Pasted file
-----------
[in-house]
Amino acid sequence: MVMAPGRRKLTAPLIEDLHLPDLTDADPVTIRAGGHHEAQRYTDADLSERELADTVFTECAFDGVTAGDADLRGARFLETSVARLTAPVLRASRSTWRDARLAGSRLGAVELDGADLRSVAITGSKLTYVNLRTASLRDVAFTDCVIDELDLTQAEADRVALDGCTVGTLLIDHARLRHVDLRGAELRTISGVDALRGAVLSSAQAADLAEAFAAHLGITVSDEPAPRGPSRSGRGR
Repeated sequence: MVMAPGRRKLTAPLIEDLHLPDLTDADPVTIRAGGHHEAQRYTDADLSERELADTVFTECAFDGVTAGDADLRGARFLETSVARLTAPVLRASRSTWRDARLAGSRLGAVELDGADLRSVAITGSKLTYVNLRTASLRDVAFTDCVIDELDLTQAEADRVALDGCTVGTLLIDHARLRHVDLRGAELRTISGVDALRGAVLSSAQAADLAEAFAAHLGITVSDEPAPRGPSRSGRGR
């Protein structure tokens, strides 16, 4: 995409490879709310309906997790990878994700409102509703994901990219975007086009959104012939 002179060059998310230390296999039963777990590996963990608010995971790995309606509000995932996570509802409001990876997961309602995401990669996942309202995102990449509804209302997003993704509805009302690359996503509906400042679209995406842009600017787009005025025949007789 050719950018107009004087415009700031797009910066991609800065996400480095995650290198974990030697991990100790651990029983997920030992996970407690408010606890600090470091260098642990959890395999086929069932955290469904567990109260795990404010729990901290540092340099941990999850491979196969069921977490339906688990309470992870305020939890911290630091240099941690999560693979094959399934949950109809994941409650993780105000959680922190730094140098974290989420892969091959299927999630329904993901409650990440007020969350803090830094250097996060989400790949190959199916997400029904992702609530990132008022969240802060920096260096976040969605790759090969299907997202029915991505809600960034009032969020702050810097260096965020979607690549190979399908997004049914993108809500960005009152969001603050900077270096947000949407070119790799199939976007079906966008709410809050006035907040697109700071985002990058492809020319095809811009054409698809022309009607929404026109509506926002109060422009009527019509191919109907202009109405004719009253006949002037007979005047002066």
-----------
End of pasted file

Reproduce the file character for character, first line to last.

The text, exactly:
[in-house]
Amino acid sequence: MVMAPGRRKLTAPLIEDLHLPDLTDADPVTIRAGGHHEAQRYTDADLSERELADTVFTECAFDGVTAGDADLRGARFLETSVARLTAPVLRASRSTWRDARLAGSRLGAVELDGADLRSVAITGSKLTYVNLRTASLRDVAFTDCVIDELDLTQAEADRVALDGCTVGTLLIDHARLRHVDLRGAELRTISGVDALRGAVLSSAQAADLAEAFAAHLGITVSDEPAPRGPSRSGRGR
Repeated sequence: MVMAPGRRKLTAPLIEDLHLPDLTDADPVTIRAGGHHEAQRYTDADLSERELADTVFTECAFDGVTAGDADLRGARFLETSVARLTAPVLRASRSTWRDARLAGSRLGAVELDGADLRSVAITGSKLTYVNLRTASLRDVAFTDCVIDELDLTQAEADRVALDGCTVGTLLIDHARLRHVDLRGAELRTISGVDALRGAVLSSAQAADLAEAFAAHLGITVSDEPAPRGPSRSGRGR
């Protein structure tokens, strides 16, 4: 995409490879709310309906997790990878994700409102509703994901990219975007086009959104012939 002179060059998310230390296999039963777990590996963990608010995971790995309606509000995932996570509802409001990876997961309602995401990669996942309202995102990449509804209302997003993704509805009302690359996503509906400042679209995406842009600017787009005025025949007789 050719950018107009004087415009700031797009910066991609800065996400480095995650290198974990030697991990100790651990029983997920030992996970407690408010606890600090470091260098642990959890395999086929069932955290469904567990109260795990404010729990901290540092340099941990999850491979196969069921977490339906688990309470992870305020939890911290630091240099941690999560693979094959399934949950109809994941409650993780105000959680922190730094140098974290989420892969091959299927999630329904993901409650990440007020969350803090830094250097996060989400790949190959199916997400029904992702609530990132008022969240802060920096260096976040969605790759090969299907997202029915991505809600960034009032969020702050810097260096965020979607690549190979399908997004049914993108809500960005009152969001603050900077270096947000949407070119790799199939976007079906966008709410809050006035907040697109700071985002990058492809020319095809811009054409698809022309009607929404026109509506926002109060422009009527019509191919109907202009109405004719009253006949002037007979005047002066």